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Awakening in a friend’s bedroom after drinking too much at a sleepover, Audrie Pott knew she’d been sexually abused when she saw she’d been written and drawn on.

Her attackers had written and drawn on intimate parts of her body, her family’s attorney said this week, as the teen’s suicide gains national attention.

Over the next week, she pieced together one detail after another, and tried to confront three boys she had known since junior high who she believed did it.

At school, Audrie Pott saw a group of students huddled around a cellphone and realized that at least one humiliating photo of her was circulating.


“I have a reputation for a night I don’t even remember and the whole school knows,” she wrote on Facebook. “I cried when I found out what they did.”

Eight days after the attack, she called and asked her mom to pick her up at school. She said she couldn’t deal anymore but would not say what was wrong.

And then she hanged herself.

The Pott family disclosed the new details of the ordeal at an emotional news conference, discussing painful details of what their daughter was put through.

They are demanding that three 16-year-olds arrested eight months after the assault be tried as adults, an unusual and unlikely scenario under California law.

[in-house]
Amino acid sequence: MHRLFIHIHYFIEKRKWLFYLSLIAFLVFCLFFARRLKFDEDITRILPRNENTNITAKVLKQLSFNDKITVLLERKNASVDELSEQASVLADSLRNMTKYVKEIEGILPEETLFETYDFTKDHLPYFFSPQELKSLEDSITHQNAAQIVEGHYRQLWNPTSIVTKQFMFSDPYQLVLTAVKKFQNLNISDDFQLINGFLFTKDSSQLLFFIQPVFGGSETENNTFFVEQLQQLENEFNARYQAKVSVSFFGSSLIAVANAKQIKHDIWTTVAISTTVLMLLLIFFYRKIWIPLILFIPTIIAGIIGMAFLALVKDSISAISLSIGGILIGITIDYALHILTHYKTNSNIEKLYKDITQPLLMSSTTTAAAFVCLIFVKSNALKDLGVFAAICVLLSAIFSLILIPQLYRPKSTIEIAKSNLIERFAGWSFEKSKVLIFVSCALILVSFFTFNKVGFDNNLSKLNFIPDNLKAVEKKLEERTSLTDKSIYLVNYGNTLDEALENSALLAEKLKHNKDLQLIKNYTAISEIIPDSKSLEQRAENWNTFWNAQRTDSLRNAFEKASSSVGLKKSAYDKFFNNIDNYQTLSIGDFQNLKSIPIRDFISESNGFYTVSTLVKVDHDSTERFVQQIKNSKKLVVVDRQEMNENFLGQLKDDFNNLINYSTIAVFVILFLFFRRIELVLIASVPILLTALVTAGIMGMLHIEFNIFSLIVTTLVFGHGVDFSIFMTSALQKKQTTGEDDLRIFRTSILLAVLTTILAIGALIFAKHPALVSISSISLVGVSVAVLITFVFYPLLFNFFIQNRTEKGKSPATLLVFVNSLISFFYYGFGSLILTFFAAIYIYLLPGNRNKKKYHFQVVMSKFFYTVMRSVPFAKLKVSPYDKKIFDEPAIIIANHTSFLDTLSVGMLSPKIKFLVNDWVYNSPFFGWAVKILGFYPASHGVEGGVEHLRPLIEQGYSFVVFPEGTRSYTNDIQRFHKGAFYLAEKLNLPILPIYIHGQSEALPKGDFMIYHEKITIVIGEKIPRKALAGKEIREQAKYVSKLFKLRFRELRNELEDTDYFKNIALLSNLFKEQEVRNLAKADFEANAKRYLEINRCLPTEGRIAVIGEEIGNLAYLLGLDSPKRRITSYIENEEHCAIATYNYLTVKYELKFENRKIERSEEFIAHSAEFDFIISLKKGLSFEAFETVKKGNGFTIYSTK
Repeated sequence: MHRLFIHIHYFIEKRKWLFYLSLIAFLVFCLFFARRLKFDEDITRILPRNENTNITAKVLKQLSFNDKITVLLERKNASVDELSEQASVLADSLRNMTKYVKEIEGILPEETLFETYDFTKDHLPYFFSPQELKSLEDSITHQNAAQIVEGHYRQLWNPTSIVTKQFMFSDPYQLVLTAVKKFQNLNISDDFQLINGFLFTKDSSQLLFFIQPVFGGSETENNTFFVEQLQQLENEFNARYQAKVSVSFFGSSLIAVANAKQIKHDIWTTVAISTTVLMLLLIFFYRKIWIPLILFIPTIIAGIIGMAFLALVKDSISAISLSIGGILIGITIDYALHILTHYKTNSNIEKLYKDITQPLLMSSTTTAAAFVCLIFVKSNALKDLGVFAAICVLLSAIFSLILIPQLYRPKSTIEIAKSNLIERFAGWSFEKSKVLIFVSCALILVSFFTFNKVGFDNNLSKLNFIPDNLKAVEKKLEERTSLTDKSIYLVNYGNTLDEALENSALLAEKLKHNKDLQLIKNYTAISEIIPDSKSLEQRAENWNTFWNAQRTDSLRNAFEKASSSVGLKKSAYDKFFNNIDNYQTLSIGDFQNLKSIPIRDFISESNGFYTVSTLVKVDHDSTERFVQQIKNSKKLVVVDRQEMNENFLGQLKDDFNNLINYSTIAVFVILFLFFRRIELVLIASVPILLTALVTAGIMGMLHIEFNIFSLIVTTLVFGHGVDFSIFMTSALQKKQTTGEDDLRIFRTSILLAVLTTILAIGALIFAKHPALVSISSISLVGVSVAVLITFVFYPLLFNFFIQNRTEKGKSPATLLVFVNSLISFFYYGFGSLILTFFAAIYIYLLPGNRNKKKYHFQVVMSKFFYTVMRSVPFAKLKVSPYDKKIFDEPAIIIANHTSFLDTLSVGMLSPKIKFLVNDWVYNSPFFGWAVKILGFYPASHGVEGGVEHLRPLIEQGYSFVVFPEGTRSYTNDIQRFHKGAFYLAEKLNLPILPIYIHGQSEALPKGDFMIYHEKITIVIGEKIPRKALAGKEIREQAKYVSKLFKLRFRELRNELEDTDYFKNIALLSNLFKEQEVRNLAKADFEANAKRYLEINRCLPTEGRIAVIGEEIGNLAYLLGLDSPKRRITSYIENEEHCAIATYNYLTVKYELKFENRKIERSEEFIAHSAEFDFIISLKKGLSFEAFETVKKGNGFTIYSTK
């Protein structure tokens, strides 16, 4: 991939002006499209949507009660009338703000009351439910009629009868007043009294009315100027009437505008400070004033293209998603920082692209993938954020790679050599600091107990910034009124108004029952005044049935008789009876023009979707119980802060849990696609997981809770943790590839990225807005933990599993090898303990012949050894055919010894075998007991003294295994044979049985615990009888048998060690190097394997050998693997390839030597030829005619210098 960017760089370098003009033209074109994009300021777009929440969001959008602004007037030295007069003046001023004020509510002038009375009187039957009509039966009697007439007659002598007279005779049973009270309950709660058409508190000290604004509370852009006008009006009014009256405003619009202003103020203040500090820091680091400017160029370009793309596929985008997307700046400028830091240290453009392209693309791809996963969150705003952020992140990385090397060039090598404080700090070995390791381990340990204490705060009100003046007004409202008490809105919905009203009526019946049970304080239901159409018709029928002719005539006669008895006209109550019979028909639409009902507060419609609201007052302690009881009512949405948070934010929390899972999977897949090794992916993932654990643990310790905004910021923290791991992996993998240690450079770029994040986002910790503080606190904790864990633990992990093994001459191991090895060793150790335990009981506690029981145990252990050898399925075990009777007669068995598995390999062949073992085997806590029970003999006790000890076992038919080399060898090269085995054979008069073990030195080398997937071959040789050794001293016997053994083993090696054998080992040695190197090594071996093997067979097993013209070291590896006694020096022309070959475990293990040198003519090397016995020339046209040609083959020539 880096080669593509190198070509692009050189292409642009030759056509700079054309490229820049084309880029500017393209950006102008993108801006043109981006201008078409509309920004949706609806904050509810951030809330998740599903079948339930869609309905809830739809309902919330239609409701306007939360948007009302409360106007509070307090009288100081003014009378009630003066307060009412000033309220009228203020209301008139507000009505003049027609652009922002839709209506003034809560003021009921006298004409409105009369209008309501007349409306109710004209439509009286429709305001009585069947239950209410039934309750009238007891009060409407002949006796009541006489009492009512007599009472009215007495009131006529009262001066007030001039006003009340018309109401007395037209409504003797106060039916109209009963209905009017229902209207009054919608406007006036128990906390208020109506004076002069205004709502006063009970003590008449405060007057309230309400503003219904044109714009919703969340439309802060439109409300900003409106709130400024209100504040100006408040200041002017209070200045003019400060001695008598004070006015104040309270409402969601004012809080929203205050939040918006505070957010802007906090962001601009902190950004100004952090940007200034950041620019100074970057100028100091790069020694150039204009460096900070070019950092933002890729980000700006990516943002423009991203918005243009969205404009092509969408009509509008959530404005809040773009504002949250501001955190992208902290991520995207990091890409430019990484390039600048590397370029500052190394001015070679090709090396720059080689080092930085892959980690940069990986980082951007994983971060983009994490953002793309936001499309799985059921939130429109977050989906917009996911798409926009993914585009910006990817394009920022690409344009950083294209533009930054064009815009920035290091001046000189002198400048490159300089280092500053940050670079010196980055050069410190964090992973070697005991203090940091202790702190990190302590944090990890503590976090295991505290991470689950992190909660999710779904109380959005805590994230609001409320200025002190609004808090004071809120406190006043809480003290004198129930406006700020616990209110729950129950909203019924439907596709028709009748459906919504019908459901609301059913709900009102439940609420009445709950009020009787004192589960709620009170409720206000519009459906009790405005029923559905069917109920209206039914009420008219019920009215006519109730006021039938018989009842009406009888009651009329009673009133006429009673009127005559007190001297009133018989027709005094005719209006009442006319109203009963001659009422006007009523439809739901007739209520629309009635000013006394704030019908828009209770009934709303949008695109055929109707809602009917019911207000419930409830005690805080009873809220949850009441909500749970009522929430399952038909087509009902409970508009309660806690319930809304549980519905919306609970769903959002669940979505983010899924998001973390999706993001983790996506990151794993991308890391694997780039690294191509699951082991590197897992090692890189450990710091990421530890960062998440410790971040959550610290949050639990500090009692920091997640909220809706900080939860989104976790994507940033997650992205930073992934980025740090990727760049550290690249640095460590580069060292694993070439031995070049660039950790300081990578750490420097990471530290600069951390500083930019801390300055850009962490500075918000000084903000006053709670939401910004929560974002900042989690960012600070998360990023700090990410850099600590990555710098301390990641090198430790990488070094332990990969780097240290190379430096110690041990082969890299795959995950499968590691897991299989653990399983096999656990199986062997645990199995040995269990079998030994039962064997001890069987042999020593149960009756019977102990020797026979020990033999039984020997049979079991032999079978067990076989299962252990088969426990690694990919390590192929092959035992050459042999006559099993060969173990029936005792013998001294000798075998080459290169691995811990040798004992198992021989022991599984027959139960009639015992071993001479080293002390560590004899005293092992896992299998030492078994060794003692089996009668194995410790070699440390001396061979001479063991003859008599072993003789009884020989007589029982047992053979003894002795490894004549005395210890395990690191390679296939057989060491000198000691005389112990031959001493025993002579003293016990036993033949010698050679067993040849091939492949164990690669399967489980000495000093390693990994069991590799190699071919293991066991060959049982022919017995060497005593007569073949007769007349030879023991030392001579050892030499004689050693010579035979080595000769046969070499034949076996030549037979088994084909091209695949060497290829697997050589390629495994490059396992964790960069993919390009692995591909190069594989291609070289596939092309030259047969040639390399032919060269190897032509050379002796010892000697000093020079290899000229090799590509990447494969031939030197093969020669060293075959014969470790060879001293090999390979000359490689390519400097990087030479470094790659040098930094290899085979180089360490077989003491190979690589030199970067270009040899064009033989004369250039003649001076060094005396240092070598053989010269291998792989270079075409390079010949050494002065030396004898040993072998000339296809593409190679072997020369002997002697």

The family claims the boys took off her pants and “digitally penetrated her, and/or penetrated her with a foreign object, and/or sexually abused her.”

All after she drank alcohol and passed out.

The boys arrested in the Pott case are each charged with sexual battery, dissemination of child pornography and possession of child pornography.

Under California law, such less severe charges are usually filed if a victim was unconscious and did not have the ability to fight off a sexual assault.

Audrie’s mother, Sheila Pott, thinks that is unacceptable as she seeks justice for her daughter, and she hopes to change that with a new “Audrie’s Law.”

“I want to take serious steps to see that this doesn’t happen to another one of our children,” she said of a scenario that is happening all too frequently.